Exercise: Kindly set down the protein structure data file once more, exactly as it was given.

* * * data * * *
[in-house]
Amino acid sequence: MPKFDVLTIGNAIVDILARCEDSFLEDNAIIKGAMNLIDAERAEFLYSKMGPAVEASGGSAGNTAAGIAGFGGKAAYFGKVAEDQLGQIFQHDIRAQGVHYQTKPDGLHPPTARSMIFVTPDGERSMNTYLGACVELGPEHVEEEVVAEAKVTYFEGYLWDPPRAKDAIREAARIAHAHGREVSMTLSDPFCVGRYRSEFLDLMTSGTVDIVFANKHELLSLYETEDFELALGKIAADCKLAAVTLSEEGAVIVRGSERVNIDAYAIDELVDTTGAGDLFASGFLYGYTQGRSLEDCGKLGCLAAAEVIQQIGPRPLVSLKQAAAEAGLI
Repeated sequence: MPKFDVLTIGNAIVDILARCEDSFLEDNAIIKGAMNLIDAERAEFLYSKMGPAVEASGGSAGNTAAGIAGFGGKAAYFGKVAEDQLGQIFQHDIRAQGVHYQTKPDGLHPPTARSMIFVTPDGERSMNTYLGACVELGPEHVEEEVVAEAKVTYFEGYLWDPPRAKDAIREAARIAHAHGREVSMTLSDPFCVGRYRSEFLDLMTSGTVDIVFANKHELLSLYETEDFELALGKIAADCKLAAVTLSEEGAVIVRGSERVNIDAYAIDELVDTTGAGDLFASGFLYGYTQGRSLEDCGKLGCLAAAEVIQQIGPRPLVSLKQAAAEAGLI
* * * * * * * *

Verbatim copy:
[in-house]
Amino acid sequence: MPKFDVLTIGNAIVDILARCEDSFLEDNAIIKGAMNLIDAERAEFLYSKMGPAVEASGGSAGNTAAGIAGFGGKAAYFGKVAEDQLGQIFQHDIRAQGVHYQTKPDGLHPPTARSMIFVTPDGERSMNTYLGACVELGPEHVEEEVVAEAKVTYFEGYLWDPPRAKDAIREAARIAHAHGREVSMTLSDPFCVGRYRSEFLDLMTSGTVDIVFANKHELLSLYETEDFELALGKIAADCKLAAVTLSEEGAVIVRGSERVNIDAYAIDELVDTTGAGDLFASGFLYGYTQGRSLEDCGKLGCLAAAEVIQQIGPRPLVSLKQAAAEAGLI
Repeated sequence: MPKFDVLTIGNAIVDILARCEDSFLEDNAIIKGAMNLIDAERAEFLYSKMGPAVEASGGSAGNTAAGIAGFGGKAAYFGKVAEDQLGQIFQHDIRAQGVHYQTKPDGLHPPTARSMIFVTPDGERSMNTYLGACVELGPEHVEEEVVAEAKVTYFEGYLWDPPRAKDAIREAARIAHAHGREVSMTLSDPFCVGRYRSEFLDLMTSGTVDIVFANKHELLSLYETEDFELALGKIAADCKLAAVTLSEEGAVIVRGSERVNIDAYAIDELVDTTGAGDLFASGFLYGYTQGRSLEDCGKLGCLAAAEVIQQIGPRPLVSLKQAAAEAGLI